The Palau apartment is situated a stone’s throw from the city’s Palau de la Música concert hall and backs onto a cluster of secluded courtyards.
Its owner, an Italian fashion designer, had initially asked Colombo and Serboli Architecture to upgrade only the bathroom and closet storage. But the practice suggested carrying out a more extensive renovation that indulged the apartment’s lofty proportions.
The practice also wanted to place greater emphasis on the home’s existing quirks in the spirit of wabi-sabi – the Japanese philosophy that celebrates the beauty of imperfections and the changes that come with the passage of time.
“We decided to face the project through a wabi-sabi approach that could easily incorporate original features and imperfections while retaining the charm of the apartment,” the studio explained.
“Shapes are kept simple and bold with recurring basic forms – squares, circles, spheres – while sturdy solid surfaces were used to combine the monumental language of existing elements.”
The apartment is entered via a narrow hallway, where the practice left much of the original stucco walls exposed to reveal “layers of history”.
At the heart of the floor plan is a new multi-part staircase. It begins with a few suspended steps crafted from pale timber, followed by a micro-cement landing and a couple more timber steps.
The bottom block of steps is painted white and dog-legs around the wall to form a planted backrest for a white boucle sofa.
This small sitting area is dressed with a spherical paper lamp and a glass coffee table supported by terracotta orbs. Another large weathered patch of the apartment’s original stucco walls was preserved at the rear of the space.
The bottom section of the staircase also extends in the other direction to form a bench seat for the arched travertine table in the dining area. Steps facing this part of the home were hollowed out to accommodate crockery, recipe books and cooking ingredients.
Nearby, an all-white kitchen suite is finished with a porcelain countertop and backsplash. A bespoke boxy kitchen hood made from brushed steel was installed above the stove.
Just opposite the apartment’s sitting area is a larger double-height living room, illuminated by a tall corner window.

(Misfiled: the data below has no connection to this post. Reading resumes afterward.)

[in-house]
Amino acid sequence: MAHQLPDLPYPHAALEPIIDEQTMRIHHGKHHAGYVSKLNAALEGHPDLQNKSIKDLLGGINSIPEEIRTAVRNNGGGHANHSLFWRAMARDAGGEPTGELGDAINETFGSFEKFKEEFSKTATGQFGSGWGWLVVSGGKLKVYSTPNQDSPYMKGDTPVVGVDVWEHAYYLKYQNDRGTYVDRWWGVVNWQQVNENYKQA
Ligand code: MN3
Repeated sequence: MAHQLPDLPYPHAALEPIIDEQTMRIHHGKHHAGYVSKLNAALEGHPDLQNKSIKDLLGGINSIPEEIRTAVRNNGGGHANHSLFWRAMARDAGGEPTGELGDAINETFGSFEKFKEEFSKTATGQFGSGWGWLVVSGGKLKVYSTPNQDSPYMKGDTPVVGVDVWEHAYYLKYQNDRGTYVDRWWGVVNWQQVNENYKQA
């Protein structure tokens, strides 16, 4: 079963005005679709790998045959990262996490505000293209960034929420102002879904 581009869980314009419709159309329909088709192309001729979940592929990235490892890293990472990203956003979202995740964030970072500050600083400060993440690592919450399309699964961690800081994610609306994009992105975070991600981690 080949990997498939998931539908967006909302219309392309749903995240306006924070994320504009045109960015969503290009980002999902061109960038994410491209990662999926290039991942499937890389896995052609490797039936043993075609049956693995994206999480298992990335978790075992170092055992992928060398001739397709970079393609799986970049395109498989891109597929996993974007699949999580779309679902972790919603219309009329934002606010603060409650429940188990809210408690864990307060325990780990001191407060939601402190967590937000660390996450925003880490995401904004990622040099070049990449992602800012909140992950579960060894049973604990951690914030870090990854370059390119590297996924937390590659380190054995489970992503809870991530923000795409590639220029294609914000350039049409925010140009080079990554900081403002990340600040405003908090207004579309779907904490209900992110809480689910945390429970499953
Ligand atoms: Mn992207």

At its base, Colombo and Serboli Architecture created a chunky micro-cement platform where the owner can perch and take in views across the courtyards.
On the opposite side of the room, a 3.5-metre-high gridded shelf provides space for the owner to display his ever-growing collection of books and art objects.
The bedroom can be found on the apartment’s mezzanine level. One side of the room is taken over by a closet, which the studio fronted with wicker doors to turn it into a “warm monolith”.
LED lighting fitted on top of the storage draws attention to the apartment’s time-worn wooden ceiling beams.
One door of the closet has a diagonal cut-out that functions as a handrail for the stairs, while another can be pulled back to reveal a small nook containing a mirror and washbasin.
A third door hides the apartment’s bathroom, which is clad entirely in iridescent mother-of-pearl tiles.
“We played with different finishes, from glossy to rough, against the otherwise neutral palette,” explained the practice.
The same wicker used for the closet was wrapped around the bed’s headboard, which doubles as a balustrade for the mezzanine. Surrounding the headboard is a thick wooden ledge that forms two bedside tables.
The space was otherwise modestly decorated with a vintage orange leather chair and a wobbly-edged mirror.
Colombo and Serboli Architecture, which is run by Italian architects Matteo Colombo and Andrea Serboli, has revamped a number of homes around Barcelona in recent years.
The photography is by Roberto Ruiz.
Architecture: Colombo and Serboli Architecture
Styling and art direction: CaSA